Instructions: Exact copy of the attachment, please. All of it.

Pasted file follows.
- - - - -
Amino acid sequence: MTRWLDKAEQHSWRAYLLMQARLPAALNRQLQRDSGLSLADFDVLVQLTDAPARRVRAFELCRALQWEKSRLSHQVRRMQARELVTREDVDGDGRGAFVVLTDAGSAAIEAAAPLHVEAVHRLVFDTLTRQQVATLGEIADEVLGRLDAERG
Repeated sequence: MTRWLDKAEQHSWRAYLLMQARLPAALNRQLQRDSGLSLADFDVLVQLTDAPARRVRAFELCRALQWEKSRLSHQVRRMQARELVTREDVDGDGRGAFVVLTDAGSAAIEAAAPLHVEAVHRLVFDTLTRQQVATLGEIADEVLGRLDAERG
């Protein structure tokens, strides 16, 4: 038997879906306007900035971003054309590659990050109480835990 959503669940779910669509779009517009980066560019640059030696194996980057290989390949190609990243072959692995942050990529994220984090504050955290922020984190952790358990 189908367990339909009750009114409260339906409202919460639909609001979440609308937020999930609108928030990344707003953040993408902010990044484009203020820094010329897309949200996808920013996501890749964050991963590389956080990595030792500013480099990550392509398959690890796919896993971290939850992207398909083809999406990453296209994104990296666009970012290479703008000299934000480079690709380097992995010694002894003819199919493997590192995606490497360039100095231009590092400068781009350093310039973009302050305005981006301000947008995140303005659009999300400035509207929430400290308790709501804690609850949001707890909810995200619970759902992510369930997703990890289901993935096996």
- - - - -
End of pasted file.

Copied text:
Amino acid sequence: MTRWLDKAEQHSWRAYLLMQARLPAALNRQLQRDSGLSLADFDVLVQLTDAPARRVRAFELCRALQWEKSRLSHQVRRMQARELVTREDVDGDGRGAFVVLTDAGSAAIEAAAPLHVEAVHRLVFDTLTRQQVATLGEIADEVLGRLDAERG
Repeated sequence: MTRWLDKAEQHSWRAYLLMQARLPAALNRQLQRDSGLSLADFDVLVQLTDAPARRVRAFELCRALQWEKSRLSHQVRRMQARELVTREDVDGDGRGAFVVLTDAGSAAIEAAAPLHVEAVHRLVFDTLTRQQVATLGEIADEVLGRLDAERG
């Protein structure tokens, strides 16, 4: 038997879906306007900035971003054309590659990050109480835990 959503669940779910669509779009517009980066560019640059030696194996980057290989390949190609990243072959692995942050990529994220984090504050955290922020984190952790358990 189908367990339909009750009114409260339906409202919460639909609001979440609308937020999930609108928030990344707003953040993408902010990044484009203020820094010329897309949200996808920013996501890749964050991963590389956080990595030792500013480099990550392509398959690890796919896993971290939850992207398909083809999406990453296209994104990296666009970012290479703008000299934000480079690709380097992995010694002894003819199919493997590192995606490497360039100095231009590092400068781009350093310039973009302050305005981006301000947008995140303005659009999300400035509207929430400290308790709501804690609850949001707890909810995200619970759902992510369930997703990890289901993935096996």